Lansing State Journal
As one of the Great Lakes states and with an abundance of natural resources, Michigan should be doing everything it can to promote sustainability and renewable energy solutions. But we’re not. To date, we’ve largely ignored one innovative opportunity to significantly reduce carbon: renewable natural gas. However, new legislation is set to change that.
The new bill calls for a statewide feedstock study to measure Michigan’s overall potential for renewable natural gas — a clean, reliable, waste-derived fuel that can be used to power homes, businesses and vehicles. It is already showing its value with a handful of projects operational in Michigan, but its success is not widely known.
One such example is at Michigan State University (MSU), where I am the director of the MSU Anaerobic Digestion Research and Education Center (ADREC). We operate a commercial anaerobic digester on campus to convert organic waste into a renewable energy — biogas (the precursor to renewable natural gas).
At MSU, the renewable process relies on a few key sources of waste.
In a normal year, we have roughly 17,000 students on campus. Culinary services serve tens of thousands of individuals every day. We also have a collection of coffee shops and convenience stores across campus. In addition, MSU farms is home to many animals including cows, horses, swine, cattle, sheep, and chickens.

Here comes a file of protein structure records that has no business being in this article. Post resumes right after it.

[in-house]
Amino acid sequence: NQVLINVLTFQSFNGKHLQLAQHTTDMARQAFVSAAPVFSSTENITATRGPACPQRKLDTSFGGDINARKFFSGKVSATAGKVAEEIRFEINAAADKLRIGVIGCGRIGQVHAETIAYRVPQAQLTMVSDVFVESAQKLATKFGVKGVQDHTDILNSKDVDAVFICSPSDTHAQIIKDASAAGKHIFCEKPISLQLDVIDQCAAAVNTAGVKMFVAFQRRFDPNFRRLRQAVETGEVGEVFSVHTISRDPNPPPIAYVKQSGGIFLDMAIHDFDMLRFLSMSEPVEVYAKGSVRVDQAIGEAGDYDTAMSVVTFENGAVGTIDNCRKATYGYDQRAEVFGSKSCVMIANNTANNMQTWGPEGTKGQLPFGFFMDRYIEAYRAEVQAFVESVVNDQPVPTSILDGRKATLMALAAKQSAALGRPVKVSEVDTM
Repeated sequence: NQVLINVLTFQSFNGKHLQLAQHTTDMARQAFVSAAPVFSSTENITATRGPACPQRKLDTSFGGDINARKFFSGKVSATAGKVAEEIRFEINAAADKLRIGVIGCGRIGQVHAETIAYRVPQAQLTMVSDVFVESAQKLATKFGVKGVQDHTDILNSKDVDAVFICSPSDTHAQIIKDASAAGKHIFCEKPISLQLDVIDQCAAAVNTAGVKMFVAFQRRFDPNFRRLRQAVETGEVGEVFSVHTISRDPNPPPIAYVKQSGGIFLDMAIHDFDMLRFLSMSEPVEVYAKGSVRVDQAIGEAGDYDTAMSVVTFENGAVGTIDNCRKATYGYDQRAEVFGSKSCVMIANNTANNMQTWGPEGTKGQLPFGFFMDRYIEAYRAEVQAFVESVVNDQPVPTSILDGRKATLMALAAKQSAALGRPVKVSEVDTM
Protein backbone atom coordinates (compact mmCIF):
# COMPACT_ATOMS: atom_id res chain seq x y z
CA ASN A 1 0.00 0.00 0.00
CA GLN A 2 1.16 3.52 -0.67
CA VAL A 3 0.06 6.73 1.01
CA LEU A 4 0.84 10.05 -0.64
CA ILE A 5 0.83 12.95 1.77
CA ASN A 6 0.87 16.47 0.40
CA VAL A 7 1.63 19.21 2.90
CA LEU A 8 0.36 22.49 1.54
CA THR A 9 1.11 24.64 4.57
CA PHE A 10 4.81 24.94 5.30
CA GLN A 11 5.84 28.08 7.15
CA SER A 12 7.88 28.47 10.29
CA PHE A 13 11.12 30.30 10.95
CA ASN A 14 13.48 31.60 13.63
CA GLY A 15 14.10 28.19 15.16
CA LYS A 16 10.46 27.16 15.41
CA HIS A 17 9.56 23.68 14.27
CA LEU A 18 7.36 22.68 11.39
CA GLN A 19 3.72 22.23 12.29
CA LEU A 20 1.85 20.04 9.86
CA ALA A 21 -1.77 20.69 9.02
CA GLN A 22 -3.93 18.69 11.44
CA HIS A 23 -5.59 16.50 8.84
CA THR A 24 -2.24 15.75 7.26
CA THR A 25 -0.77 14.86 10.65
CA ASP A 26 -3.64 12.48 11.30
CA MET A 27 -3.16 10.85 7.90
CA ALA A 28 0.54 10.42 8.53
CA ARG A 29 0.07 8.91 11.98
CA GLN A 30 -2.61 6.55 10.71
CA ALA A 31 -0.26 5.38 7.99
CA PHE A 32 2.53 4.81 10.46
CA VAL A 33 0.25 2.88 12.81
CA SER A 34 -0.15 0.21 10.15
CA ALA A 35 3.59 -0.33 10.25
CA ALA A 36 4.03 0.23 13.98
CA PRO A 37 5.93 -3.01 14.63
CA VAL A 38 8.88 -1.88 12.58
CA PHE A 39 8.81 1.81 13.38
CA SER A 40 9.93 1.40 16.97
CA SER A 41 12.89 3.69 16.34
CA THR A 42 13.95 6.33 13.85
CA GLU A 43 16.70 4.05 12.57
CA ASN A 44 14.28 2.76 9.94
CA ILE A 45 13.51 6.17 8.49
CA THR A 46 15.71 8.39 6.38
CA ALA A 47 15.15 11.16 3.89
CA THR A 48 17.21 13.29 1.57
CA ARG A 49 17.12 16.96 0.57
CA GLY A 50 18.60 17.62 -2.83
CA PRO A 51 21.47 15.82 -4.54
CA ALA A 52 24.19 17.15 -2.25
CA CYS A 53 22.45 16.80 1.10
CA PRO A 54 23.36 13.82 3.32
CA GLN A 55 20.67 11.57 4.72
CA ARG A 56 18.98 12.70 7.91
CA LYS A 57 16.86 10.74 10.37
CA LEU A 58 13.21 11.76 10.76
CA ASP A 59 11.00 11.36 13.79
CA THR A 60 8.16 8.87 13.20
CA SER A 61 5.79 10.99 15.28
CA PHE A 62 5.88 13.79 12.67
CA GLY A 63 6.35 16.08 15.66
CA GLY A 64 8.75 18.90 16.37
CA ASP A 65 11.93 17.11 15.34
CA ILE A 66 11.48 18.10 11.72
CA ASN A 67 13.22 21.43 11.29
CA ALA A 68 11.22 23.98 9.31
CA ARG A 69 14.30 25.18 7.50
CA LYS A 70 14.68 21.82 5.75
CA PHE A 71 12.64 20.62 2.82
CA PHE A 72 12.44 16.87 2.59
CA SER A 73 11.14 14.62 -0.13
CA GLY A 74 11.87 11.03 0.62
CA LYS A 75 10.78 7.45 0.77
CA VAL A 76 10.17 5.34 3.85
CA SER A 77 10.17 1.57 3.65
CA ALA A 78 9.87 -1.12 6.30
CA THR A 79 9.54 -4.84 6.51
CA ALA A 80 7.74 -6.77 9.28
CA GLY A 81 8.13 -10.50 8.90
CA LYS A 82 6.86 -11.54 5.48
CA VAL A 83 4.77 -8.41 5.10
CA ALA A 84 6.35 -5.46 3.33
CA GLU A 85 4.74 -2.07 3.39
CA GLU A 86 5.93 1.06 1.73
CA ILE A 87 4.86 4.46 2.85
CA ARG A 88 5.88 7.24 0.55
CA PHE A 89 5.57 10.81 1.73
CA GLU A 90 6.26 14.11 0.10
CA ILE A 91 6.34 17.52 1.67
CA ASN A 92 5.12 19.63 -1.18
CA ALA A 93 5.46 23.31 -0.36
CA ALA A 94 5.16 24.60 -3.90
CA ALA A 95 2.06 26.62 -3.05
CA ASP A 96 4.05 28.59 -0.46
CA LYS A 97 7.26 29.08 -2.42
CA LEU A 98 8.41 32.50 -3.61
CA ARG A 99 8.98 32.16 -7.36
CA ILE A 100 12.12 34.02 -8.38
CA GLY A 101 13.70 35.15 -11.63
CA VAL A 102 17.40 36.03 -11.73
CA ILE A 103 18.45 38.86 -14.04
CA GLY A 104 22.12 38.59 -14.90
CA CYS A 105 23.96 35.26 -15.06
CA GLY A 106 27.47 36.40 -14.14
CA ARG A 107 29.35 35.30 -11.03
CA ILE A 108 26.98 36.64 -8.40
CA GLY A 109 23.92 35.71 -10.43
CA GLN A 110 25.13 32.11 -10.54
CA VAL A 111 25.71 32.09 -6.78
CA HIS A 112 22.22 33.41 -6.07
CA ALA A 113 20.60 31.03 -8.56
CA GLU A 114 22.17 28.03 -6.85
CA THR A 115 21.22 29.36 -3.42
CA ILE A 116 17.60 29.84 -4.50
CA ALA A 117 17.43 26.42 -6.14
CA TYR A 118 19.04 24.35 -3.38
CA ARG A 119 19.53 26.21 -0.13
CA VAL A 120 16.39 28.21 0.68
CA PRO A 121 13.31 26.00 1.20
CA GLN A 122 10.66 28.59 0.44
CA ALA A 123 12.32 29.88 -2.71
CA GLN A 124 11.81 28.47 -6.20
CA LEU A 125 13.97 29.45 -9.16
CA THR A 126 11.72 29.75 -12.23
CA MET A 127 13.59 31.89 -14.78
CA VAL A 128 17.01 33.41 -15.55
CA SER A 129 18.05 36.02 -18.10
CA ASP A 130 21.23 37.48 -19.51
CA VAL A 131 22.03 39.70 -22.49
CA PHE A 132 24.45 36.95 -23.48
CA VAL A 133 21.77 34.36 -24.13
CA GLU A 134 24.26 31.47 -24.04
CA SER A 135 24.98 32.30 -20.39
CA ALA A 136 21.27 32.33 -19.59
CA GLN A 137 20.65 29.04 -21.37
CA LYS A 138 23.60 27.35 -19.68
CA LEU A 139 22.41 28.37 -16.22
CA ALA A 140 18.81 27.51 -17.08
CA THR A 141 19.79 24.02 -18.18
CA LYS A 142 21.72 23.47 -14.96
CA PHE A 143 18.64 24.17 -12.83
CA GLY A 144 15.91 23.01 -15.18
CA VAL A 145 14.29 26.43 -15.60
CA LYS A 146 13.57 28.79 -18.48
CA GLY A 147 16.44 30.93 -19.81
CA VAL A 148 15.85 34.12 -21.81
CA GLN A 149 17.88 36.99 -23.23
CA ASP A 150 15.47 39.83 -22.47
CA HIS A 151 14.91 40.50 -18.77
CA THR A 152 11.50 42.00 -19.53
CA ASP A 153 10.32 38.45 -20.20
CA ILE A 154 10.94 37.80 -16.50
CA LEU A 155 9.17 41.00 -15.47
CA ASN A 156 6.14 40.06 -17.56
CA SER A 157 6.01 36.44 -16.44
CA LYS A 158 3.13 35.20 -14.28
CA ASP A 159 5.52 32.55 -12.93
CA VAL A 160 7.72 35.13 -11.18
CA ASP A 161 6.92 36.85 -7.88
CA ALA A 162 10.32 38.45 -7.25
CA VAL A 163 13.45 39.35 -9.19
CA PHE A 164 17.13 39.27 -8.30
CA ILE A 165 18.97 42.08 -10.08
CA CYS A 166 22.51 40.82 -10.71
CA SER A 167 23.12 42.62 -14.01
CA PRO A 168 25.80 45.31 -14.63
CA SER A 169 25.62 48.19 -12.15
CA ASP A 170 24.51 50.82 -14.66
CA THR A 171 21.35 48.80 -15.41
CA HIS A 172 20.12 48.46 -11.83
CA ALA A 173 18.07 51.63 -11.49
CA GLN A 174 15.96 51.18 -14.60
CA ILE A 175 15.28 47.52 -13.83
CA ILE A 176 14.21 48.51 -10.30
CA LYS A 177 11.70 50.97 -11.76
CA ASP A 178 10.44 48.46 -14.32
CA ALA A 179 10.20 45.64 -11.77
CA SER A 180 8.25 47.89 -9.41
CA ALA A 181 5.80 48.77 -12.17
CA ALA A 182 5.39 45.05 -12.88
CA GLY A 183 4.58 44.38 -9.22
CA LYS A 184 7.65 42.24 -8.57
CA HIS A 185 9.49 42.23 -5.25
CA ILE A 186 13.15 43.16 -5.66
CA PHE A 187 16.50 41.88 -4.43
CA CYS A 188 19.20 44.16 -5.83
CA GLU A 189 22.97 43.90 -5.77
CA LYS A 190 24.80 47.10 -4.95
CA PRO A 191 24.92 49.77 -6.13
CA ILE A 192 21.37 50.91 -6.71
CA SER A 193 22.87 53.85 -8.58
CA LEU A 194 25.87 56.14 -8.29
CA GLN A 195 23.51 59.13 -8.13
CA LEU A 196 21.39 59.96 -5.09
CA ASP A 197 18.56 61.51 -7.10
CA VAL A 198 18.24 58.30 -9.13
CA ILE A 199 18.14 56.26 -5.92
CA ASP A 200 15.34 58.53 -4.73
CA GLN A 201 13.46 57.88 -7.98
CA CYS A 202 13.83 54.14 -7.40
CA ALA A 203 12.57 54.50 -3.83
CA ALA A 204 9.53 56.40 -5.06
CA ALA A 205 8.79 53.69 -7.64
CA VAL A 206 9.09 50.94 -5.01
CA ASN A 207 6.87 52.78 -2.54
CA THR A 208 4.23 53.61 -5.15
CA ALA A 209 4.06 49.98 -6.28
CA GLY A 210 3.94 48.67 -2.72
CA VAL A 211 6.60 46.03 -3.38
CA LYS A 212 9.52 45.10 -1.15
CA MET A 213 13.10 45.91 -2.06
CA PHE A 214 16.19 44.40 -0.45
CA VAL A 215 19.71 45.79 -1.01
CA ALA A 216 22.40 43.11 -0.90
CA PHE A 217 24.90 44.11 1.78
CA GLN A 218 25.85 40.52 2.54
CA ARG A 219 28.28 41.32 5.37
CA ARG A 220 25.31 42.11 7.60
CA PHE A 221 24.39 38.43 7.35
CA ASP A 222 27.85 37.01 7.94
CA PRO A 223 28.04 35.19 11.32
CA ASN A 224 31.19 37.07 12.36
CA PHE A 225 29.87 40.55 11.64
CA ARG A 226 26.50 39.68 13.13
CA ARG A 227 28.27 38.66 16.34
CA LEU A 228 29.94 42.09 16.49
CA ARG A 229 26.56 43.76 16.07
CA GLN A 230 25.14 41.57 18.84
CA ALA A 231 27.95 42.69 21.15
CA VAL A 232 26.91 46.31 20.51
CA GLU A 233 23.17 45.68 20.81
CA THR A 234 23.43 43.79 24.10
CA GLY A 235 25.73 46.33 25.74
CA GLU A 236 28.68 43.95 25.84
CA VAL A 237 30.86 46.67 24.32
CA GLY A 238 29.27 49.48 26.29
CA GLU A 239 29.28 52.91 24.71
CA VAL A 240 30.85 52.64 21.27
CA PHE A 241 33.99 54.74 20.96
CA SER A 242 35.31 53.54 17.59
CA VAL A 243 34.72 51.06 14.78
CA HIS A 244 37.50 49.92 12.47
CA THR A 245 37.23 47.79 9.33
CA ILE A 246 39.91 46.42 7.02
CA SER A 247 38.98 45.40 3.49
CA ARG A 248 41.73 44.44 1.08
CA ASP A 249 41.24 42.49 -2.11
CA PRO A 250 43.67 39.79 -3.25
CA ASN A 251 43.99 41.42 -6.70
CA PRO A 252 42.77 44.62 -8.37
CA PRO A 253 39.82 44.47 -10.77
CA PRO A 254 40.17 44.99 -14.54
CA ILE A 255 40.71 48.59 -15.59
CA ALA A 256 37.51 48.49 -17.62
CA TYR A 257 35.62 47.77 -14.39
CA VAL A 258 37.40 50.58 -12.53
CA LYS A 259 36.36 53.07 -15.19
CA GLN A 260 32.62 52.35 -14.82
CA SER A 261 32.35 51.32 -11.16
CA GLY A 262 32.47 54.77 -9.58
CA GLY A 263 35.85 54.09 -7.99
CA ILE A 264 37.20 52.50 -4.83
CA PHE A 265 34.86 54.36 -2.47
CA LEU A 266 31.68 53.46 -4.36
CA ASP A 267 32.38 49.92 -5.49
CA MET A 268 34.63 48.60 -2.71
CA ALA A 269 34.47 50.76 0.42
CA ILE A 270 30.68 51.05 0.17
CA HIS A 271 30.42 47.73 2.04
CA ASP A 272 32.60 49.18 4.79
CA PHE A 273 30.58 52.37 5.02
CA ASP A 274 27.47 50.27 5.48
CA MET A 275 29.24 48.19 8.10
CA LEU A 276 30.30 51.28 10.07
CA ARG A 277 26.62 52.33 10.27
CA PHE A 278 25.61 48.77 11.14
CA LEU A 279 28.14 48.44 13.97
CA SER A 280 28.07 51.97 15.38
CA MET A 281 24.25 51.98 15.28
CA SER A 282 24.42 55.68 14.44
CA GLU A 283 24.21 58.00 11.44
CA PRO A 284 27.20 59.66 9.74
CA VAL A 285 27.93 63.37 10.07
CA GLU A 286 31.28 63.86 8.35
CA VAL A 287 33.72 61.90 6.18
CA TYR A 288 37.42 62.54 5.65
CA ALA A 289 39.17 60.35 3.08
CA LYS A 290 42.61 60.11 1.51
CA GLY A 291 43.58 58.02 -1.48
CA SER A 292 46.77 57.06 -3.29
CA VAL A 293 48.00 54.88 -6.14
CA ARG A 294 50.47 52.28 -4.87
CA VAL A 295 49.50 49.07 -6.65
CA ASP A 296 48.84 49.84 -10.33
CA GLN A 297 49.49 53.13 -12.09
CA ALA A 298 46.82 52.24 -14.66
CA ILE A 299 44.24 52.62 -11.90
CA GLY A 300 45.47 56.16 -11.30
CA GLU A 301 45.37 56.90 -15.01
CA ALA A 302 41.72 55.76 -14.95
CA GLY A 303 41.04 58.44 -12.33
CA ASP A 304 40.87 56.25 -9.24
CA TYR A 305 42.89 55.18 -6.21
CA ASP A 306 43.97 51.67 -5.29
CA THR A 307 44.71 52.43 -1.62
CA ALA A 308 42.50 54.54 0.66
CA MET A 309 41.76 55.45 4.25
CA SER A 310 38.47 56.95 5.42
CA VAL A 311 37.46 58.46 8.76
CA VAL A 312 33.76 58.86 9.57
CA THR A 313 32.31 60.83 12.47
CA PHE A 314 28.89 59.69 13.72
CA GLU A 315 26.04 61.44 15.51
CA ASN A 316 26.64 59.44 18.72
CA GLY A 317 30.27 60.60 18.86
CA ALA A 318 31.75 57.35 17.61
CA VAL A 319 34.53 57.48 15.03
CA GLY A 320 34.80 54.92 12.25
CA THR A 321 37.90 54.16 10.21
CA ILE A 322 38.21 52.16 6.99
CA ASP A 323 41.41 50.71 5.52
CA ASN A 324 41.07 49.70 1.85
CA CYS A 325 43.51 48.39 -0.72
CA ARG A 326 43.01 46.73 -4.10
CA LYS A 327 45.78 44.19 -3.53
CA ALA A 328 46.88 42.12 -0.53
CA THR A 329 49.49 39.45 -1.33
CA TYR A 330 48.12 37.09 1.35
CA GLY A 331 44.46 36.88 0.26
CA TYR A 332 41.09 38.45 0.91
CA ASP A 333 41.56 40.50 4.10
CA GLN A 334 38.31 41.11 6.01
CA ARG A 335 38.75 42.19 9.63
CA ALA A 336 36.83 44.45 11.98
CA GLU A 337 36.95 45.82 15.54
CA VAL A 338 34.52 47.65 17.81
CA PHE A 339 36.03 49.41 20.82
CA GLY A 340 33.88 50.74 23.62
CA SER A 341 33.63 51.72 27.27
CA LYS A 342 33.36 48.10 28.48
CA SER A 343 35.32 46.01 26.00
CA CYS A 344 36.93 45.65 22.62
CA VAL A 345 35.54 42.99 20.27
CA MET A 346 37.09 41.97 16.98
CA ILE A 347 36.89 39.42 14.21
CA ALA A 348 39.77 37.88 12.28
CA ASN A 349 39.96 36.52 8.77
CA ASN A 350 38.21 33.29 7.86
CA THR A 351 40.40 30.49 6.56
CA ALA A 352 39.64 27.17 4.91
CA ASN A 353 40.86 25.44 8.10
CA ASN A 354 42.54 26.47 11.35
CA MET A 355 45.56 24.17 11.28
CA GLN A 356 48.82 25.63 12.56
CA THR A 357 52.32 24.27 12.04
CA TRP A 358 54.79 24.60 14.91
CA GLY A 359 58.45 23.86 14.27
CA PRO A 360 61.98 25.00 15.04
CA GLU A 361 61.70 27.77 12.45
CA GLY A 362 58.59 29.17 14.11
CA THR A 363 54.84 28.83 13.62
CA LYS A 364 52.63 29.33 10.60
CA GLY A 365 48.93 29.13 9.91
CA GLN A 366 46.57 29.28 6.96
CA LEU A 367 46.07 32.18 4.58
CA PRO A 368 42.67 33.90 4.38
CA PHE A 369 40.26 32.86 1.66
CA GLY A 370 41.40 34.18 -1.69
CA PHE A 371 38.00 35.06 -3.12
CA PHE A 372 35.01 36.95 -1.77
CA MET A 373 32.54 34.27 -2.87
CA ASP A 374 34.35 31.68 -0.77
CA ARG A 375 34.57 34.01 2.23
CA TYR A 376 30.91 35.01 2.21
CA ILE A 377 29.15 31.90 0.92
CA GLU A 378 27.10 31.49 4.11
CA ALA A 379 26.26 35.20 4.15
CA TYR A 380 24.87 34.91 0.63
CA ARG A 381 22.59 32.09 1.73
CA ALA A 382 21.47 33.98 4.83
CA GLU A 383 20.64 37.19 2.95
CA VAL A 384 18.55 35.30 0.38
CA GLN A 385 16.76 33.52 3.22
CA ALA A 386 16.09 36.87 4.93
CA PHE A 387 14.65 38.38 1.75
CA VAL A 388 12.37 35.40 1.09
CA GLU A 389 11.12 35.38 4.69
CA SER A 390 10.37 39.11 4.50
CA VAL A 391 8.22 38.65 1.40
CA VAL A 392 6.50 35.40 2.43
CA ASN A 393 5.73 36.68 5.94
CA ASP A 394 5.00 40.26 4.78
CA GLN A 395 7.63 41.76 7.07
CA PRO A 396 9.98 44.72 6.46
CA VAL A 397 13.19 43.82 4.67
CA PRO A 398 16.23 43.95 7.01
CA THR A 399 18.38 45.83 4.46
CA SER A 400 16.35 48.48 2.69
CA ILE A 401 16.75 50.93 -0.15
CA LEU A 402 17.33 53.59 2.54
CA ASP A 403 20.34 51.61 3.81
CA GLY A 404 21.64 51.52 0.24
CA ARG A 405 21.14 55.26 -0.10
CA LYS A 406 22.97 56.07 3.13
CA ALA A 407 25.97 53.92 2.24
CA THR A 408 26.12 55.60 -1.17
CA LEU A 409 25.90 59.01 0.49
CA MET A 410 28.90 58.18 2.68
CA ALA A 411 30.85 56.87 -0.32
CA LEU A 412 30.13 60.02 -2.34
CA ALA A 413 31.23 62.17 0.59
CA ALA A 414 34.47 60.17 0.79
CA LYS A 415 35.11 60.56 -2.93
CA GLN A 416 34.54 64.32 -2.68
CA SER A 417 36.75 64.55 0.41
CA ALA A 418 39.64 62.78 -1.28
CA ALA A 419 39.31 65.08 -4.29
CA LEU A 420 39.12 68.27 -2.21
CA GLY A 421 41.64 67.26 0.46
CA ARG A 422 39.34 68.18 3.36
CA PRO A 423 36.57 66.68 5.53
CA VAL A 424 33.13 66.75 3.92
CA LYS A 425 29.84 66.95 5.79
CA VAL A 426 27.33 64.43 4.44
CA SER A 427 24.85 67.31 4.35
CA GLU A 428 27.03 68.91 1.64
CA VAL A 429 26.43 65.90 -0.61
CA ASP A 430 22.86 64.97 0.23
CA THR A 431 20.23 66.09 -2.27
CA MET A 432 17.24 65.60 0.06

Approximately 22,000 – 25,000 tons of organic wastes produced from both culinary services and animal operations are used by the digester each year. With a Combined heat and Power (CHP) unit, we are able to convert biogas into renewable electricity to offset power at up to 12 south campus facilities — while also creating enough thermal energy to sustain the operation.
Renewable energy is not the only benefit. On campus, we’ve also been able to advance key sustainability goals by reducing landfill and wastewater disposal of food wastes from culinary services, and improving manure management at farms.